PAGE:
Q&A interview with Mike Benmosche
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Q&A interview with Mike Benmosche

McNeil & Co. National Carwash Program Specialist Mike Benmosche discusses insurance in the carwash industry with Professional Carwashing & Detailing.


Professional Carwashing & Detailing recently reached out to Mike Benmosche, CIC, National Carwash Program specialist for McNeil & Co., to discuss the important topic of insurance in the carwash industry. Benmosche also contributes a regular blog, CarWash Safety 101, to Carwash.com.

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Professional Carwashing & Detailing: What are some considerations for new investors when it comes to carwash insurance?

Mike Benmosche

Mike Benmosche

Mike Benmosche: New investors should be sure to select an independent agent whose customer base is at least half commercial business. The person who handles your personal insurance is not always the best option for your carwash business account.

Ask if they specialize in the industry and if they work with a number of other carwash businesses. Get referrals from them. Also, don’t wait until the last minute to select a
professional to design a carwash insurance plan for you. It takes time to develop a comprehensive and competitive program, and it can be costly and lead to poor decision-making if it is not done right the first time.


Carwash owners and operators should also not fall into the trap of getting too many agents involved in a bidding war. Most independent agents have multiple companies, and it is best to let them do the work of getting alternative quotes.

Furthermore, look at getting a program company that specializes in the industry to be included in the comparisons. They can often bring things to the table that standard companies can’t. And, don’t be swayed by price alone; several long-term costs may not necessarily be evident when making your decision. Be sure to ask each agent what the overall cost benefits of his or her



PC&D: What are some of the basic insurance options new investors should consider?

MB: Some of the basic options carwashers should consider include:

  • Building and Contents Coverage
    • Loss of business income (actual loss sustained)
    • Waiver of coinsurance
    • Agreed amount limit
    • Ordinance or law coverage
    • Equipment breakdown coverage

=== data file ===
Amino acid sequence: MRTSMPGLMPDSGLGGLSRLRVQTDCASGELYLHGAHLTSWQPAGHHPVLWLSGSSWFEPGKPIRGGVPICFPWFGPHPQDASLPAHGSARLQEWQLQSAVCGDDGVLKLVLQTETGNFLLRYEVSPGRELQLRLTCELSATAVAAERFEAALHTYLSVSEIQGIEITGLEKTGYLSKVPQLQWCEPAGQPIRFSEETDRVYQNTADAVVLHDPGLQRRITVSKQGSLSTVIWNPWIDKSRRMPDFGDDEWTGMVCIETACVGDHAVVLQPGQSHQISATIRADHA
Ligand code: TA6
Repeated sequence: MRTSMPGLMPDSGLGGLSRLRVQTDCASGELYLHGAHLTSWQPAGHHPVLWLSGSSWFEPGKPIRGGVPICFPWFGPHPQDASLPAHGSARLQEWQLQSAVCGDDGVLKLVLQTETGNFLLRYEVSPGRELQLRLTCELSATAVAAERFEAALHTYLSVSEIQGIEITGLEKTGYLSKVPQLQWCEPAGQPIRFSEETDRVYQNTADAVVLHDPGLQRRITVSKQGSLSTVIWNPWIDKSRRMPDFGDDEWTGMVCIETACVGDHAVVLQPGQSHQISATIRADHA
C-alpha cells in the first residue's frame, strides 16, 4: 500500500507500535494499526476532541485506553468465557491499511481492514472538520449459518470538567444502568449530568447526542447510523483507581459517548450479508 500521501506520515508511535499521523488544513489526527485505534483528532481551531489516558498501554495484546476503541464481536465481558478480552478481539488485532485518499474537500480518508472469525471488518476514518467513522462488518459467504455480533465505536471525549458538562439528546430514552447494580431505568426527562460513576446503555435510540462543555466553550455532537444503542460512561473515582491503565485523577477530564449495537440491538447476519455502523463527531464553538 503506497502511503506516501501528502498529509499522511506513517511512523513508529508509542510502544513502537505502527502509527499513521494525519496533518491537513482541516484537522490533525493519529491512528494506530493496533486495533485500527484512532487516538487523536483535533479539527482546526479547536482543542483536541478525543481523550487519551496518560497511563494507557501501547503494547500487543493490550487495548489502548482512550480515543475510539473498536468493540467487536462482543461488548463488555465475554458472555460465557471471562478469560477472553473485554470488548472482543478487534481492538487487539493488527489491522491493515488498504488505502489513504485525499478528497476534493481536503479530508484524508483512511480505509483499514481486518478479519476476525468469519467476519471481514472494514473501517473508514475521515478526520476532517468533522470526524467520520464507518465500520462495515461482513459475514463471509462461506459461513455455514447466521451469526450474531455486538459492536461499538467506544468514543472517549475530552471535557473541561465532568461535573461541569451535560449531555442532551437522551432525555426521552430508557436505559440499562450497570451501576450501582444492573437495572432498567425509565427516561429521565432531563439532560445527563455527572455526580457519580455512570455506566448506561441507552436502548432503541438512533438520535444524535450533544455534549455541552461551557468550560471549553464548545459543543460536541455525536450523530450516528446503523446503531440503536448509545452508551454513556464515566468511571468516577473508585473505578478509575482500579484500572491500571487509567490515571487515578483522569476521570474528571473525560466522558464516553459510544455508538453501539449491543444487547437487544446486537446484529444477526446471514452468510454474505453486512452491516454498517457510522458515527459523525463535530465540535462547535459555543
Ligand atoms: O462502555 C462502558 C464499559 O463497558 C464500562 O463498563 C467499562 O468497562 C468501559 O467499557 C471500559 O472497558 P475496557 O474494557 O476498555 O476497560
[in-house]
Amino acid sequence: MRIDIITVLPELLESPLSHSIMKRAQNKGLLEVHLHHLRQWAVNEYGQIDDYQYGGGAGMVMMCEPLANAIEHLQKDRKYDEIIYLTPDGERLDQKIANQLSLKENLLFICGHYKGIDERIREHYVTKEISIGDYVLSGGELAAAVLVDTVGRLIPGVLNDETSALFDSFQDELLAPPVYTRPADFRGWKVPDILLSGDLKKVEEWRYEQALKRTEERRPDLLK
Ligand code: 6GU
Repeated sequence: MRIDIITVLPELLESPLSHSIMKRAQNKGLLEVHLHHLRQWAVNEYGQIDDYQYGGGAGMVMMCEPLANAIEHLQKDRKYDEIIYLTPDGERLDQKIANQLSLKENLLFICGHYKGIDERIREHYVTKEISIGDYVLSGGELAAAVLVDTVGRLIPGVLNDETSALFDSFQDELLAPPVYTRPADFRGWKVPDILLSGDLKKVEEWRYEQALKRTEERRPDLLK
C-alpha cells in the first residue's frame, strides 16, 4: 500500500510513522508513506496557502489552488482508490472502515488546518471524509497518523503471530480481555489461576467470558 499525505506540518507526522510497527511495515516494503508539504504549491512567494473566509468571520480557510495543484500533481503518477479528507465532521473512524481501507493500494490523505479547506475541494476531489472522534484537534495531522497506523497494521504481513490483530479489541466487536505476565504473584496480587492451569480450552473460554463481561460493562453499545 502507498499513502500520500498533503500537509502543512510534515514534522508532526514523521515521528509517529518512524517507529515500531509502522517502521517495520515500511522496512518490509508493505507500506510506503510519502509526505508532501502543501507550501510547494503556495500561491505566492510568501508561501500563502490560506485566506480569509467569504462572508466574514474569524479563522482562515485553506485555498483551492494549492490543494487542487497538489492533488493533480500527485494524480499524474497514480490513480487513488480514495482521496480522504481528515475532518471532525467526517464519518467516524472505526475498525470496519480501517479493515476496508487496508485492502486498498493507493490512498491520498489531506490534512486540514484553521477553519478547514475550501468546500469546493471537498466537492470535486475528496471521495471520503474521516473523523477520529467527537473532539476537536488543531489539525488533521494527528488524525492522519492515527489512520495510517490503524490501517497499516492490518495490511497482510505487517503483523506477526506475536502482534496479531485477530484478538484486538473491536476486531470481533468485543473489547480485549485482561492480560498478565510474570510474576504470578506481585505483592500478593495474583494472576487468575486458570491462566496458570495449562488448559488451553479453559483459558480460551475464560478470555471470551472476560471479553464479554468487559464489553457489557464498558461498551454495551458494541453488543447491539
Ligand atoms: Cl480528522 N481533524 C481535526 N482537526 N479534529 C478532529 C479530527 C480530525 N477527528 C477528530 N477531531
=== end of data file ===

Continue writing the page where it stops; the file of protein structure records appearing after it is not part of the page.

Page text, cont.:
• Crime
    • Off premises utility service interruption
  • Garage keepers insurance (legal liability)
  • Non-owned auto
  • General liability (minimum limit $1,000,000)
  • Employment practices liability
  • Cyber liability
  • Umbrella

Note: If a new investor is building a location from scratch, he or she needs to check with a contractor to find out who will be doing the builder’s risk policy for the building. The owner also needs to be added as an additional insured on the contractor’s policy. Finally, they should consider a short-term liability policy.


During the conversation with your agent of choice, when selecting your coverages, remember that several insurance companies include enhancements of which some common coverages are grouped under one endorsement. These often have predetermined limits that might not be adequate for your operations. They should be reviewed carefully so you can be comfortable knowing the coverage, as well as the limit, will be sufficient.

Though damage to property is a big exposure, some risks are associated with bodily injury when it comes to liability claims. The most notable are incidents related to on-site vehicle traffic and trips, slips and falls. These require constant attention and a specific game plan on how to eliminate or mitigate the potential dangers they pose. Written procedures and training are key to creating an effective program. Your vendors can provide a great deal of assistance with this project and should not be overlooked as valuable resources.



PC&D: Is there anything else you think our readers, especially new owners, should know about the basics of safety and insurance?

MB: While preventing injury to your customers from a liability standpoint is critical to your success, just as important is providing a safe environment for your employees. A few significant concerns arise from vehicle traffic, driving, chemical exposure, lifting, slips, trips and falls and electrical hazards which are very real threats to the safety of your workers.

Before opening your wash for business, you most likely spent a tremendous amount of time and energy doing the due diligence necessary to ensure the success of your proposed business model. Unfortunately, in many cases a safety program is omitted from that process. In the long run, you can’t truly reach your goals without one. If you don’t currently have a safety program, it’s never too late.

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